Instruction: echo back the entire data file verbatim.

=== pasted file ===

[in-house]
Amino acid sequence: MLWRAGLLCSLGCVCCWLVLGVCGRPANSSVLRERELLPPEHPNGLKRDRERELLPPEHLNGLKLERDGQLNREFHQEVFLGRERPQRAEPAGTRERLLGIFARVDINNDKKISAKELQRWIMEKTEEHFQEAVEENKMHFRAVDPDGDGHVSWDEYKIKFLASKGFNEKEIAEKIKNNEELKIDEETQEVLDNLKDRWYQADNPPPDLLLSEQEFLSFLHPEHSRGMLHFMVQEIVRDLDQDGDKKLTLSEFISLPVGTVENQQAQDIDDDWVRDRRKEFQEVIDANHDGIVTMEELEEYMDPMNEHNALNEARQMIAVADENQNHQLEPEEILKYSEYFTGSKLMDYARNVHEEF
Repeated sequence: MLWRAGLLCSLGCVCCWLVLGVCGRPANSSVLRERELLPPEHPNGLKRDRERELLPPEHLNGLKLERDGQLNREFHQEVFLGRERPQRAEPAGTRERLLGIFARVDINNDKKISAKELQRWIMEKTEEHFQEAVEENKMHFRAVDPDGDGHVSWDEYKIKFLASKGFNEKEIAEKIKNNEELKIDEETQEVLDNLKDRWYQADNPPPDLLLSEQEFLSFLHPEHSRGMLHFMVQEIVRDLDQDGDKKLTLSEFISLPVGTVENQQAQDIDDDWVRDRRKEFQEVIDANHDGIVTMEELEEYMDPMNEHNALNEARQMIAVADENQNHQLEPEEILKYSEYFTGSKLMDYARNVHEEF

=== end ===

[in-house]
Amino acid sequence: MLWRAGLLCSLGCVCCWLVLGVCGRPANSSVLRERELLPPEHPNGLKRDRERELLPPEHLNGLKLERDGQLNREFHQEVFLGRERPQRAEPAGTRERLLGIFARVDINNDKKISAKELQRWIMEKTEEHFQEAVEENKMHFRAVDPDGDGHVSWDEYKIKFLASKGFNEKEIAEKIKNNEELKIDEETQEVLDNLKDRWYQADNPPPDLLLSEQEFLSFLHPEHSRGMLHFMVQEIVRDLDQDGDKKLTLSEFISLPVGTVENQQAQDIDDDWVRDRRKEFQEVIDANHDGIVTMEELEEYMDPMNEHNALNEARQMIAVADENQNHQLEPEEILKYSEYFTGSKLMDYARNVHEEF
Repeated sequence: MLWRAGLLCSLGCVCCWLVLGVCGRPANSSVLRERELLPPEHPNGLKRDRERELLPPEHLNGLKLERDGQLNREFHQEVFLGRERPQRAEPAGTRERLLGIFARVDINNDKKISAKELQRWIMEKTEEHFQEAVEENKMHFRAVDPDGDGHVSWDEYKIKFLASKGFNEKEIAEKIKNNEELKIDEETQEVLDNLKDRWYQADNPPPDLLLSEQEFLSFLHPEHSRGMLHFMVQEIVRDLDQDGDKKLTLSEFISLPVGTVENQQAQDIDDDWVRDRRKEFQEVIDANHDGIVTMEELEEYMDPMNEHNALNEARQMIAVADENQNHQLEPEEILKYSEYFTGSKLMDYARNVHEEF